If I'm using a 3G modem on USB, is that secured or easily hackable? Is there some form of encryption built into it?
Is there some form of encryption built into it?
Yes, 3G has encryption. It usually is strong enough for attacks based on observation alone.
is that secured or easily hackable?
Sigh. Could we move away from using words like "hackable" or "I've been hacked" in general? They're super non-descriptive.
If "hacking" means cracking the cipher used to encrypt the over-the-air data, no, that's pretty hard and I don't know whether that is done anywhere. That is, assuming that in a post-2010 world, operators have learned to use the right ciphers and periodically exchange keys.
If "hacking" means swindling and imposing as a legit base station to capture the traffic of a telephone, maybe with or without cooperation of the network operator: That's a lot easier.
If "hacking" includes your computer, to which you connect your modem: Well, you might have noticed that there's thousands of new malwares every month. There's certainly some security holes in your system. And that might be used to gain access to your data, regardless of encryption.
I'm going to copy a comment of OP's into this answer, because it's relevant to understanding the context in which this question was asked:
The question was just a hypothetical to see if 3G was secure. – frenchie 2016-12-04 17:54:31Z
This shows a flawed understanding of what "security" is and means.
"Secure" isn't a binary property of a technology. It depends on implementation (largely fixed in this case, albeit details can vary between manufacturers) and varies with threat model, and is a set of points on many continuums. It isn't even a point on a single continuum because each distinct threat is a different continuum.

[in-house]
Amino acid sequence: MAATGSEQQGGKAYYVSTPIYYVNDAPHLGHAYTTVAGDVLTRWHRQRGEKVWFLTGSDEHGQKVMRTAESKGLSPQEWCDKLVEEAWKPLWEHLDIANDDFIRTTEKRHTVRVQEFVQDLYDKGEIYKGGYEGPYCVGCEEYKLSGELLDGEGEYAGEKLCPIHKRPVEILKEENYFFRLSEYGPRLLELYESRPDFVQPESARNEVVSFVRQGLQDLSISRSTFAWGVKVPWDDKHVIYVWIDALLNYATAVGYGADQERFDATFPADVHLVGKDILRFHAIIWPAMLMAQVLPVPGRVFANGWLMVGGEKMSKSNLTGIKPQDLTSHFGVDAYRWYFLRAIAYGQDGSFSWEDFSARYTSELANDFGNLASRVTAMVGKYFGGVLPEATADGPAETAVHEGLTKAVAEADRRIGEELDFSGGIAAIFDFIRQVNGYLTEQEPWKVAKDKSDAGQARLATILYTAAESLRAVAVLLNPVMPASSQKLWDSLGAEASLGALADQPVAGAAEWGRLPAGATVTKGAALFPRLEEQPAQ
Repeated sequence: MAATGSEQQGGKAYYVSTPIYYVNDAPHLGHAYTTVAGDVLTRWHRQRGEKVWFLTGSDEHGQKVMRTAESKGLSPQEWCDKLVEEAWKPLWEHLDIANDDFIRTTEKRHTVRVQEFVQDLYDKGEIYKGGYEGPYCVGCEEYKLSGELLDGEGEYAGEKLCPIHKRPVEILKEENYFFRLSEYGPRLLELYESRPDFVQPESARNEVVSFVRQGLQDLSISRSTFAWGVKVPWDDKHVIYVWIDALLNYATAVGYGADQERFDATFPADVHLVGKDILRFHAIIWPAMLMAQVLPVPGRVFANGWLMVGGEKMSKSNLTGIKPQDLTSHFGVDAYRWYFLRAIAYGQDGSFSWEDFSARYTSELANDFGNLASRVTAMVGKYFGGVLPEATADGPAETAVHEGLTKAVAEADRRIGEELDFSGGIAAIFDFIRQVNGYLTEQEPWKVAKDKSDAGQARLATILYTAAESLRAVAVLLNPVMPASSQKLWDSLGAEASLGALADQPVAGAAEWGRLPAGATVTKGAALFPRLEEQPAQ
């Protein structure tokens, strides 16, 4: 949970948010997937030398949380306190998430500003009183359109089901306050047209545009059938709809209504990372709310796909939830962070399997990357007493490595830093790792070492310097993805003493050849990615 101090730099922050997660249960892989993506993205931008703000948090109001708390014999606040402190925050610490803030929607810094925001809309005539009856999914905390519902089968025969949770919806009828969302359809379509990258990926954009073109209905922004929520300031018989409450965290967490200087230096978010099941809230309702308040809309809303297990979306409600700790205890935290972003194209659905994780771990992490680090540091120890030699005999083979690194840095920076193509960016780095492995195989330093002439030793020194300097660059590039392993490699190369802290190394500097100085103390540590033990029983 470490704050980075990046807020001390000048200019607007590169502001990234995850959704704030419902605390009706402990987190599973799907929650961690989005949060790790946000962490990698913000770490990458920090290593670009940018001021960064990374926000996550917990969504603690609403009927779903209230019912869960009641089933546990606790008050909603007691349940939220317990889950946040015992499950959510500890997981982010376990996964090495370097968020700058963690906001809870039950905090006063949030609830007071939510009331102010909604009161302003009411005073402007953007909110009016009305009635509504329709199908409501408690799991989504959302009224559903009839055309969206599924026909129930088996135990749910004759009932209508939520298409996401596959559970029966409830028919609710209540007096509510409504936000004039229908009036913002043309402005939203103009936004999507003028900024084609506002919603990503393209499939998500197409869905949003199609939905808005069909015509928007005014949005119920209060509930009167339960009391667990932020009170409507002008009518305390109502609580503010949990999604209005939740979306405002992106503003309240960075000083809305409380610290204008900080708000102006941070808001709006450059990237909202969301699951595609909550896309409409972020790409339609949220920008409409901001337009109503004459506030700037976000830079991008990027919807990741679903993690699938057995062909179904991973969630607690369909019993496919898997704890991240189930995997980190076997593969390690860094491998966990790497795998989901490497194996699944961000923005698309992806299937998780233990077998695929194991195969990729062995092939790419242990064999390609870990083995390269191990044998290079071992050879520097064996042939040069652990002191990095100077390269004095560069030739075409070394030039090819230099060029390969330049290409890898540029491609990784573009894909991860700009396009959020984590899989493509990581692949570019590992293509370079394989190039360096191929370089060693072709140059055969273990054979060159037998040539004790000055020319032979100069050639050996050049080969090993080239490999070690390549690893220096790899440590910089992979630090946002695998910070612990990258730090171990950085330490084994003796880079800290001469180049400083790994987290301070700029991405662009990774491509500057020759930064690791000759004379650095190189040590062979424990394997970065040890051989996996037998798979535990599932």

Is a 3G mobile connection secure against eavesdropping by my little sister? Probably. The data is highly likely to be encrypted while in transit, and I suspect that my little sister does not possess the equipment or expertise to meaningfully receive, demodulate and decrypt data not intended for a specific handset or subscriber identity in her possession.
Is a 3G mobile connection in some particular location secure against denial of service by a nation-state adversary? Probably not; if nothing else, they could place a powerful transmitter closer to me than the nearest base station, overpowering the legitimate signal and thus denying me service. The technology for doing that is fairly simple; a powerful broadband white noise transmitter isn't too hard to build.
Is a 3G mobile connection secure against the computer it's attached to getting hacked by an organized crime group? In that case, the fact that the data is carried over 3G is irrelevant, just as much as the fact that a computer would be connected over fiber or ADSL would be irrelevant. What matters then is how the system is protected and configured, what software is running on it, and how that software is configured.
Unless you define your threat model, asking whether something is "secure" is meaningless. It's similar to asking whether a Formula 1 car is a good car. Sure, it's a good car for its designed purpose; for that, it's a great car, even. But it might not be the best choice for commuting to and from work on public roads.
As an example, I will relate what a techie I spoke to has done with a HackRF One: - set up IMSI catcher with OpenBTS - downgrade client crypto - sniff network traffic - listen in on phonecalls
He did this in EU, and I have no reason to believe US/rest of world is hardened against this.
Always use end-to-end encryption (Signal app for example, even WhatsApp or Skype etc) if it matters - remember eg a VPN doesn't encapsulate normal mobile calls.
Assume you are compromised (but don't be paranoid), and don't trust networking devices more than you trust speaking in front of an audience.